Other books you might like:

by Niki Hawkes

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Book Review: Living with the Dead by Kelley Armstrong

Living with the Dead by Kelley Armstrong

Title: Living with the Dead

Author: Kelley Armstrong

Series: Women of the Otherworld #9

Genre: Urban Fantasy

Rating: 2/5 stars

The Overview: The men and women of the Otherworld – witches, werewolves, demons, vampires – live unseen among us. Only now a reckless killer has torn down the wall, trapping one very human woman in the supernatural crossfire. Robyn moved to LA after her husband died to try to put some distance between herself and the life they had together. And the challenges of her job as the PR consultant to a Paris Hilton wannabe are pretty distracting. But then her celebutante is gunned down in a night club, and Robyn is suddenly the prime suspect. The two people most determined to clear her are her old friend, the half-demon tabloid reporter Hope Adams, and a homicide detective with an uncanny affinity for the dead. Soon Robyn finds herself in the heart of a world she never even knew existed – and which she was safer knowing nothing about . . . -Goodreads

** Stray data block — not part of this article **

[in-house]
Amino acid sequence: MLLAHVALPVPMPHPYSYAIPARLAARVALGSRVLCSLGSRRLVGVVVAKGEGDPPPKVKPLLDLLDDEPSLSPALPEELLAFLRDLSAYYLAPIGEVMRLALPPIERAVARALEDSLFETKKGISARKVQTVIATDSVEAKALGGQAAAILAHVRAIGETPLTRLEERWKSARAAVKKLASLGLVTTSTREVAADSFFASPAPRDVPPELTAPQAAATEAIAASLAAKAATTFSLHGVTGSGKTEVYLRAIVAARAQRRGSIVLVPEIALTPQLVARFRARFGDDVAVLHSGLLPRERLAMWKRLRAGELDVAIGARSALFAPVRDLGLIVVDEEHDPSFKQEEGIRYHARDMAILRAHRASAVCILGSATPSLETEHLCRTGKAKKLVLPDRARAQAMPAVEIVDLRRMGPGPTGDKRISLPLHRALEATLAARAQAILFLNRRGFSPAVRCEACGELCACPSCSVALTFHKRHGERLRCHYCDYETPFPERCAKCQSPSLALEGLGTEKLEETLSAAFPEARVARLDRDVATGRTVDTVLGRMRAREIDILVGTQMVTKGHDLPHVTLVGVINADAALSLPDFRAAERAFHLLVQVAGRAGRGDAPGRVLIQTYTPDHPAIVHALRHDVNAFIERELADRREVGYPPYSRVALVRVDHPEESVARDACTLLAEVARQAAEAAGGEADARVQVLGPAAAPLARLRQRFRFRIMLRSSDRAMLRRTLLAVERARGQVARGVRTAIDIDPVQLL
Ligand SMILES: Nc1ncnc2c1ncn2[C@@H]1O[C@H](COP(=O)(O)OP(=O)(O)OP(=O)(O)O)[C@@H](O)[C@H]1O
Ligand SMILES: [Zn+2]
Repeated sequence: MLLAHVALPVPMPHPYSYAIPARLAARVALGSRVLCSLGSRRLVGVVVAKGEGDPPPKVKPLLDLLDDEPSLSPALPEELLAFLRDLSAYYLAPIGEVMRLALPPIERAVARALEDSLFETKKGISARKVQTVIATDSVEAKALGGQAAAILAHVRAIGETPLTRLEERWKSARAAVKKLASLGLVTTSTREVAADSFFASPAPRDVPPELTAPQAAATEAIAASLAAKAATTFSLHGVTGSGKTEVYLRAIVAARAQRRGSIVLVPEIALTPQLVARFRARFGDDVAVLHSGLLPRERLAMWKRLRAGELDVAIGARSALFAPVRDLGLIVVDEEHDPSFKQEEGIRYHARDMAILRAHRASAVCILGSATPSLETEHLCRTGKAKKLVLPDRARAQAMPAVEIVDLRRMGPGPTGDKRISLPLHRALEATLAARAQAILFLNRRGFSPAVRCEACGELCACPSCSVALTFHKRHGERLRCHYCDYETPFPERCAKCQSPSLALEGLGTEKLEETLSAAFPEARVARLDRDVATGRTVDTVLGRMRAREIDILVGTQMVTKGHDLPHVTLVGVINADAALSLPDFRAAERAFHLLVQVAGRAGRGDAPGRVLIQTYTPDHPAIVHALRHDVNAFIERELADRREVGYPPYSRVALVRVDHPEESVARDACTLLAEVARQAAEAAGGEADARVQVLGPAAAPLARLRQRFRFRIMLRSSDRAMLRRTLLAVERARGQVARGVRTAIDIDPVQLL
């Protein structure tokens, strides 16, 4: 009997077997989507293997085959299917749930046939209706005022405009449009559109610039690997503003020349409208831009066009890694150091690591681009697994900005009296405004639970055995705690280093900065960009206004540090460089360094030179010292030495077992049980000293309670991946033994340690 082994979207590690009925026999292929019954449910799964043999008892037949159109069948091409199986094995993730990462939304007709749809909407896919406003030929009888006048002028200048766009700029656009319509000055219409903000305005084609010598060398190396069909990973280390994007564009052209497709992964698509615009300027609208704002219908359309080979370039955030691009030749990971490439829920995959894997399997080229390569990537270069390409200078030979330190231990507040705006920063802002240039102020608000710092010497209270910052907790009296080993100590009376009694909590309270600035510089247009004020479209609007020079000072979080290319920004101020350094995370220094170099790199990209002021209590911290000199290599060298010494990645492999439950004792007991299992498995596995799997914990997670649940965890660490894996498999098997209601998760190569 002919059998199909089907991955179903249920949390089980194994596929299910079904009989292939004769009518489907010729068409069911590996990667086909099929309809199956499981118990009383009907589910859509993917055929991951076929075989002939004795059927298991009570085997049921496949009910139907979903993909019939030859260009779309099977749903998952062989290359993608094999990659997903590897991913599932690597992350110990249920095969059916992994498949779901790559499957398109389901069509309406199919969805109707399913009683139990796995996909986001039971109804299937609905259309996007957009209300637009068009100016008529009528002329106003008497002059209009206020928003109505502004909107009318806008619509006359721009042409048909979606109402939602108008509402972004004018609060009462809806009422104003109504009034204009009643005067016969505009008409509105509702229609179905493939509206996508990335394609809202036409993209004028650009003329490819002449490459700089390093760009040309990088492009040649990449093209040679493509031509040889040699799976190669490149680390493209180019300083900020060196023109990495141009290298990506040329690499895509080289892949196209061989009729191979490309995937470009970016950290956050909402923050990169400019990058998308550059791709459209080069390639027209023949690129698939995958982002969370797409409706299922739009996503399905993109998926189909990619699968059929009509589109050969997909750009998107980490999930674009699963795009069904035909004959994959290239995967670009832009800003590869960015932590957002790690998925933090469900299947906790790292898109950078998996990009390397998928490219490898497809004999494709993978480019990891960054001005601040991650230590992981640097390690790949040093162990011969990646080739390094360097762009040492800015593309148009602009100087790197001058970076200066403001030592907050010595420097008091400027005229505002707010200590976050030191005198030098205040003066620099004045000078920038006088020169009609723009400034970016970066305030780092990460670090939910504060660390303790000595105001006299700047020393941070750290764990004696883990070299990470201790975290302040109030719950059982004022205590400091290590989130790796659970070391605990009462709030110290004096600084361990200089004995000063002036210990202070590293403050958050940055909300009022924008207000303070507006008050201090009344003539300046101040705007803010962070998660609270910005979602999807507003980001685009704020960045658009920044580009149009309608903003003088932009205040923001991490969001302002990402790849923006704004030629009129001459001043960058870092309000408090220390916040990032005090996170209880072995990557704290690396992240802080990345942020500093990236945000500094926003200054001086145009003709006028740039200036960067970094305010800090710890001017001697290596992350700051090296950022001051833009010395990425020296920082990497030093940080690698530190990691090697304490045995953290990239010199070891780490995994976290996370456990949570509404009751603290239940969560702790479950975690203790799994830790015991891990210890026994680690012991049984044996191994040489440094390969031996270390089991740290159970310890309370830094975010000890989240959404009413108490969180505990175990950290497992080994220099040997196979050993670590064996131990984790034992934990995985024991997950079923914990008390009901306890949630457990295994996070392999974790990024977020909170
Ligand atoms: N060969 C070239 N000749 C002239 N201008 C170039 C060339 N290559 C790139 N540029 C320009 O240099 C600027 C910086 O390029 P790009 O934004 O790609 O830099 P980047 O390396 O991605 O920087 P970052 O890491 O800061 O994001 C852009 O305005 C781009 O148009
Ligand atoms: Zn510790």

The Review:

Even though the magic of the series has evaporated, Living with the Dead was just entertaining enough to keep me reading to the end. But I now find myself contemplating abandoning the series. No Humans Involved (book #7) was a golden nugget in a series I thought had died, and the main reason I continued to this point, but now I have to weigh the risk of slogging through another novel like this against the possibility of striking gold again. I’ve been working on this series for so long, I just don’t think I have the patience.